Long hours, a demanding schedule and high-stress day-to-day work for doctors probably means higher divorce rates, right?
Well, divorce among physicians isn't as common as it is for some other professionals, according to a new study published online this week in the journal The BMJ. Researchers analyzing U.S. Census Bureau data found that physicians were less likely to divorce than dentists, health-care executives and nurses.
The researchers also found divorce was less common among physicians than lawyers, who are comparable to physicians in income and education. Only pharmacists had lower rates.
"If you talk to physicians, there seems to be this conception or notion that doctors are more likely to be divorced, not only more than other health-care professionals, but the population at large," said the study's senior author, Anupam Jena, of Massachusetts General Hospital and Harvard Medical School. Indeed, non-health-care workers and non-lawyers were more likely to have been divorced or become divorced.
Some previous studies looked into the married life of doctors, according to Jena, but none used "big data" to explore the prevalence of divorce among such a large, national sample.
His team's findings also show divorce to be more likely for female doctors than male doctors. Jena said one possible explanation is that women physicians are forced to make more work-life balance choices.
"Females traditionally bear more of the household and child-rearing responsibilities on average, and female physicians, if they have to do both that and maintain a job as a physician, that could lead to a lot of stress and lead to higher rates of divorce," Jena said. "For women physicians, they appear to be essentially getting a raw deal because there is a trade-off they have to make, that unfortunately the male doctors don't have to be making."
The study authors found that divorce was more likely for women who worked longer hours, but the reverse was true of male physicians.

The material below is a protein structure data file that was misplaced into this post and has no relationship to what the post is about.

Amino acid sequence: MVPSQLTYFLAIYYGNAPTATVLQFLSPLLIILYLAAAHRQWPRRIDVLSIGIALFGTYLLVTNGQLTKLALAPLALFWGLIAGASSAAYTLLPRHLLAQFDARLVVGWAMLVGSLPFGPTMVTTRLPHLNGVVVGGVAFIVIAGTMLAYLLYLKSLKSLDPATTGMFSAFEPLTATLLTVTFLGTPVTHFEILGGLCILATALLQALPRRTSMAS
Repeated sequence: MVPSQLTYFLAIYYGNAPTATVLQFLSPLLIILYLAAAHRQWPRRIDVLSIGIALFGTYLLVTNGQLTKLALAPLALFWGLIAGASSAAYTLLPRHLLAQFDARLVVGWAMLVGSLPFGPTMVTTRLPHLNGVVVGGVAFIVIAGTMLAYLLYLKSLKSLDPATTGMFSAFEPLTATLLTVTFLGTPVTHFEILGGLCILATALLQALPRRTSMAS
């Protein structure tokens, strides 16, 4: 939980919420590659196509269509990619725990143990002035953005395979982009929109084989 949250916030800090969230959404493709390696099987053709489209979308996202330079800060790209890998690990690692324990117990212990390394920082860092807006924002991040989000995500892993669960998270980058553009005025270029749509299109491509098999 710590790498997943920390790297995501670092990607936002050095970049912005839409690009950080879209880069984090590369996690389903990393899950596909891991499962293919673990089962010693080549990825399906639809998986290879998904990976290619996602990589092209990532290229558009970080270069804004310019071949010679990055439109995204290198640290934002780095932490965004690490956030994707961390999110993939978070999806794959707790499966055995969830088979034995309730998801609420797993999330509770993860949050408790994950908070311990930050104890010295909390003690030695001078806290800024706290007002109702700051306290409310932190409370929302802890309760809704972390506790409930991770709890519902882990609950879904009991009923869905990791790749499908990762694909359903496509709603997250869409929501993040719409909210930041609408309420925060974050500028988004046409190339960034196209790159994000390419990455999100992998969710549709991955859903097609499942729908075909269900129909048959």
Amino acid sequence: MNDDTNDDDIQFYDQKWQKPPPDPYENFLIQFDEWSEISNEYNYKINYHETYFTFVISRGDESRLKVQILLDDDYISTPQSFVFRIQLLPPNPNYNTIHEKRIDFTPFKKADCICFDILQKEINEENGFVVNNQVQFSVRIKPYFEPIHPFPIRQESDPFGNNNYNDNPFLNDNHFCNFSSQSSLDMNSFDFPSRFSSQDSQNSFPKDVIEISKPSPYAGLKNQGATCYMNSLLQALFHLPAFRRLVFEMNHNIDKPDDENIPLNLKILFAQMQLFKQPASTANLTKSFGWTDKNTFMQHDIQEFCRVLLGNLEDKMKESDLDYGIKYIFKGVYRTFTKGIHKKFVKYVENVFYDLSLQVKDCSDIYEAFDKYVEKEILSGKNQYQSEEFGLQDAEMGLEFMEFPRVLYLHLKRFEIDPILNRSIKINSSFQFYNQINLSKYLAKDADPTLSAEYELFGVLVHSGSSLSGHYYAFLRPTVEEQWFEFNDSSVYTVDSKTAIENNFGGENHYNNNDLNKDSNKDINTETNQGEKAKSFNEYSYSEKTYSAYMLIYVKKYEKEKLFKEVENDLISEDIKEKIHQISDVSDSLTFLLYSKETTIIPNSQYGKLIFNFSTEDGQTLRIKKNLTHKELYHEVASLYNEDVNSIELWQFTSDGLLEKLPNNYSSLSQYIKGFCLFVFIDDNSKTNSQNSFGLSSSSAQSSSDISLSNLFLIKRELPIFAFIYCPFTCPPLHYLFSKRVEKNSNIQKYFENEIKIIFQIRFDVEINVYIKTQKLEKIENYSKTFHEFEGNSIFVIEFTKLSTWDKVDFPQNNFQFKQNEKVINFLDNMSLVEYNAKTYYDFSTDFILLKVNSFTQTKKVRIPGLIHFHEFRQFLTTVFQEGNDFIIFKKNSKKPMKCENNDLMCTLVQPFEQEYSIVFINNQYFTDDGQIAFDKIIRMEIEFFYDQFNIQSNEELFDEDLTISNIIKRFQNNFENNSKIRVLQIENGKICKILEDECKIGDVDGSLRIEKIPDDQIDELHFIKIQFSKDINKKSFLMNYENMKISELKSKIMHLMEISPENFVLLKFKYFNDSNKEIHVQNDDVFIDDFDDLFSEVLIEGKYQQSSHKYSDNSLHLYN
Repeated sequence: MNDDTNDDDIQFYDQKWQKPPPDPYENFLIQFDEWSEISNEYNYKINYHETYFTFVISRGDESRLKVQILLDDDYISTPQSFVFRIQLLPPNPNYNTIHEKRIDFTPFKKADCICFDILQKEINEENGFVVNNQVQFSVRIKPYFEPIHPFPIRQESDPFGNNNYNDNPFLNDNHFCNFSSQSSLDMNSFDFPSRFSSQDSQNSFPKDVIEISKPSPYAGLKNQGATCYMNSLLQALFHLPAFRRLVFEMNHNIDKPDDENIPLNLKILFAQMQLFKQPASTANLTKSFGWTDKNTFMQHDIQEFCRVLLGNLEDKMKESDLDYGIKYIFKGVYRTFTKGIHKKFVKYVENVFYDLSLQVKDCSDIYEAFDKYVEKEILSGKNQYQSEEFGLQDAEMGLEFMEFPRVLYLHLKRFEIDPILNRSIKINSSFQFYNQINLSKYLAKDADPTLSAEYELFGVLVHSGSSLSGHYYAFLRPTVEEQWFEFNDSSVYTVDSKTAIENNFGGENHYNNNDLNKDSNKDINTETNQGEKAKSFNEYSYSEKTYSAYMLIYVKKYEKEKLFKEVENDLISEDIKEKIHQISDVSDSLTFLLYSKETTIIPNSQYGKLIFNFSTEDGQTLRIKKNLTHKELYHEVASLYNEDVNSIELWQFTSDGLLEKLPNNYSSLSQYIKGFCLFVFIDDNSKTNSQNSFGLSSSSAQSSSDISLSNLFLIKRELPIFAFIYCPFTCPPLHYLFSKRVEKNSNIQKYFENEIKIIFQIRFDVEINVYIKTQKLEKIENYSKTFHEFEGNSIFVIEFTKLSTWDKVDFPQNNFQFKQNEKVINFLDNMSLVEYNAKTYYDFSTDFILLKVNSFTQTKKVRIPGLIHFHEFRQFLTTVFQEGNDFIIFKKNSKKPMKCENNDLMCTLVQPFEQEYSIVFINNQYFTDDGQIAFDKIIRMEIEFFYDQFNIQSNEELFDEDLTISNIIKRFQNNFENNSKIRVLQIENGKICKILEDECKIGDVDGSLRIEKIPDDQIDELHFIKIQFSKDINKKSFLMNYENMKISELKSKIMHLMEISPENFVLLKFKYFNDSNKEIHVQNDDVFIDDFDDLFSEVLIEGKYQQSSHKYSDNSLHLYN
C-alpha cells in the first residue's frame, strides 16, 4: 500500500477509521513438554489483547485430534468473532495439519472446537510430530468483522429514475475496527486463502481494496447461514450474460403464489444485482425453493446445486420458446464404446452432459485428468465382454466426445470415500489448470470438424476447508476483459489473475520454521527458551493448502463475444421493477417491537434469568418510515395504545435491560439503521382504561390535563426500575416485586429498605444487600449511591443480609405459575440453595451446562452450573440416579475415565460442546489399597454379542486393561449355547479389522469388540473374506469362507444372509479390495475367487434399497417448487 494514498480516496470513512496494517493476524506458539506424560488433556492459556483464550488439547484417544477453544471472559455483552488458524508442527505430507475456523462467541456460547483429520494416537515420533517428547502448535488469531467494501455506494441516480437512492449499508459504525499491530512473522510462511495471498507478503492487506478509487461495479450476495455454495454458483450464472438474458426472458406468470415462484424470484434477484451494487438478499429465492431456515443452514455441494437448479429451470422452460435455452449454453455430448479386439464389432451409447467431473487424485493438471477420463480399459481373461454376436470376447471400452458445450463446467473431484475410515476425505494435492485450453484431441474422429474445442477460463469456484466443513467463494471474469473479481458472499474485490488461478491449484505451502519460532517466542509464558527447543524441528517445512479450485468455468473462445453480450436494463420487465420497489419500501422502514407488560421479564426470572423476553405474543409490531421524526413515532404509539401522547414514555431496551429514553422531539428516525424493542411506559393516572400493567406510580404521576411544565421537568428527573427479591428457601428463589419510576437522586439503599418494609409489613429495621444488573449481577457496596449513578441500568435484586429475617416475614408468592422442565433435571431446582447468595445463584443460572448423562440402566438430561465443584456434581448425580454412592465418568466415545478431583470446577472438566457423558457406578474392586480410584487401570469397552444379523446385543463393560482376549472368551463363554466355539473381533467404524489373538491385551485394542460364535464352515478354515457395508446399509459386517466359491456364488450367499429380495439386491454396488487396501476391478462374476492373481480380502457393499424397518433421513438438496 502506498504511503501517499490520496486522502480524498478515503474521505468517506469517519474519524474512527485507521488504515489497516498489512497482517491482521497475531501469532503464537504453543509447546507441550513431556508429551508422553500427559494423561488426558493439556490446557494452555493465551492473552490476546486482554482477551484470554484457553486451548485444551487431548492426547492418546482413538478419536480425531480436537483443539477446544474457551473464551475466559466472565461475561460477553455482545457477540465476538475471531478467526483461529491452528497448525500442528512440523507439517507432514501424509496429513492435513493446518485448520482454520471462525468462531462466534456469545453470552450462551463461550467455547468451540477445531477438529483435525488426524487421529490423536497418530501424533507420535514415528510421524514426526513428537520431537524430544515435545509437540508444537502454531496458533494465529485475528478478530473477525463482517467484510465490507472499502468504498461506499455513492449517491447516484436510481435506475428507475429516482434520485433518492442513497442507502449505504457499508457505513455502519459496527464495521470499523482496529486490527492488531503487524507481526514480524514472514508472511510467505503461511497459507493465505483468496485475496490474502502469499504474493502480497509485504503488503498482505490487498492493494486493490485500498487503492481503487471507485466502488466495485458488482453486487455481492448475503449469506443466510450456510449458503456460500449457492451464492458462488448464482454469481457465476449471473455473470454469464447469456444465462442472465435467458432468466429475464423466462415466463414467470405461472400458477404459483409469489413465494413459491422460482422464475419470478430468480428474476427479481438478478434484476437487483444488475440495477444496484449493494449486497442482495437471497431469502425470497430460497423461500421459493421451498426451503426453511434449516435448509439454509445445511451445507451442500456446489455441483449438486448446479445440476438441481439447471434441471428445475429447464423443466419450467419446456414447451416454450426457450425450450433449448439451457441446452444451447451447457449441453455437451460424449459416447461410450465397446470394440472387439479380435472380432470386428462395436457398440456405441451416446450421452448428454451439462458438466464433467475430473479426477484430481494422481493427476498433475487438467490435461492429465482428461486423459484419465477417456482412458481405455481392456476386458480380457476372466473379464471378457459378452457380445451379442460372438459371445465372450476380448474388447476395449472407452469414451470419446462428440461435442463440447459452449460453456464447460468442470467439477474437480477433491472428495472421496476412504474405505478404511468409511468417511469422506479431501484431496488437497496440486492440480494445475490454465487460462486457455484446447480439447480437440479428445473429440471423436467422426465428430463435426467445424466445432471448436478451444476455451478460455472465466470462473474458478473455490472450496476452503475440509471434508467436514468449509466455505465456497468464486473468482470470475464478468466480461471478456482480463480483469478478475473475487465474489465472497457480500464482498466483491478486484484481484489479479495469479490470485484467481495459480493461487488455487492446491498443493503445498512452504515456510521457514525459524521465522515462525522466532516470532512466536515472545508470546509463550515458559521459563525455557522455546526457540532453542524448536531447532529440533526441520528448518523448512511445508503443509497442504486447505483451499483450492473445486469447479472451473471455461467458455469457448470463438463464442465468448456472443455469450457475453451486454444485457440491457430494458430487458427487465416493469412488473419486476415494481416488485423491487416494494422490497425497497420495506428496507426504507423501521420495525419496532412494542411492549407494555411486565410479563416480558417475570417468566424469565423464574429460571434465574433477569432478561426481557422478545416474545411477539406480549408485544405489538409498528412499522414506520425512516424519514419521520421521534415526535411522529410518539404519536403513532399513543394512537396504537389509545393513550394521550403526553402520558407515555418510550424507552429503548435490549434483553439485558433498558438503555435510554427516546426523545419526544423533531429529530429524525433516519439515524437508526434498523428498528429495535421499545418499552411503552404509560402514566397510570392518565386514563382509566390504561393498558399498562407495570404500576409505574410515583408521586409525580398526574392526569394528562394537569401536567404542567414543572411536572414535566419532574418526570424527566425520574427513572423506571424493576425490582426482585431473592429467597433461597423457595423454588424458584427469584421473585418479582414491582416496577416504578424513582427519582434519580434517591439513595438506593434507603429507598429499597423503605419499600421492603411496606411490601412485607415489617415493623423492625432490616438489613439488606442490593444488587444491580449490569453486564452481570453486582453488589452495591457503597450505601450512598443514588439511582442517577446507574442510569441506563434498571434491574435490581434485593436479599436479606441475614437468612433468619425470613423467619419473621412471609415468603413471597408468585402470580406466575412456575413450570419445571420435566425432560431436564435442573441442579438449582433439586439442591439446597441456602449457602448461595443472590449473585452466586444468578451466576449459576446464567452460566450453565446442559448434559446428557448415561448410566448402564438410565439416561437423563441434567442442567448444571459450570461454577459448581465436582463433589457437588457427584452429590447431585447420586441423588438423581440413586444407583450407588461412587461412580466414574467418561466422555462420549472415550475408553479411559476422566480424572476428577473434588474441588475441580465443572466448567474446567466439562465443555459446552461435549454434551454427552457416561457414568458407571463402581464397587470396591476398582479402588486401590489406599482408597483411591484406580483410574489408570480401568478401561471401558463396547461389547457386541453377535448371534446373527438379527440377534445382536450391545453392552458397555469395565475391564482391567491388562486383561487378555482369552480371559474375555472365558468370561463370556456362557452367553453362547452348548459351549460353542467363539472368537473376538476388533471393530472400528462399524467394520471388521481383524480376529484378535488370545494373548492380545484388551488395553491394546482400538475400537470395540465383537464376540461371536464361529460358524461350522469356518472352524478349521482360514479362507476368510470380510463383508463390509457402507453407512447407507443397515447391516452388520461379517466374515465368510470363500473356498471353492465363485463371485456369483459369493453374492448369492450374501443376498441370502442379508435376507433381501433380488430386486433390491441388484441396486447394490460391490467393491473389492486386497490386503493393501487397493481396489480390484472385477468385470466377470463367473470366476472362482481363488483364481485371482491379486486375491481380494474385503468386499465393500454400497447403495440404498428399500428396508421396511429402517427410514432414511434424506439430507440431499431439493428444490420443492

For the study, researchers looked at the American Community Survey, which provides demographic estimates for the United States, and responses to questions about whether doctors had ever been divorced or were currently divorced. Researchers also controlled for factors such as age and income.
They analyzed a group of about 250,000 physicians, dentists, pharmacists, nurses and health-care executives. They also looked at about 59,000 lawyers and 6.3 million non-health-care professionals. The researchers considered that some professionals, such as doctors, marry later in life, which could reduce divorce rates because they had fewer years of marriage.
Physicians had a 24 percent likelihood of divorce; it was 23 percent for pharmacists; 25 percent for dentists; 31 percent for health-care executives; 33 percent among nurses; 27 percent among lawyers; and 35 percent for non-health-care workers.
Previous studies have found a difference in divorce rate among doctors depending on their specialties. A 1997 study from Johns Hopkins examined a group of the institution's medical school graduates over a few decades and found those who specialized in psychiatry and surgery were more likely to be divorced.
Jena said the new findings should reassure those entering the medical field, but raise questions about how well female doctors are supported.
"If you're a doctor, don't worry about high divorce rates overall because of the stress of the job," he said. "But if you're a female doctor, it's certainly something to be cognizant about, that there is this tension between work-life balance that isn't there for men."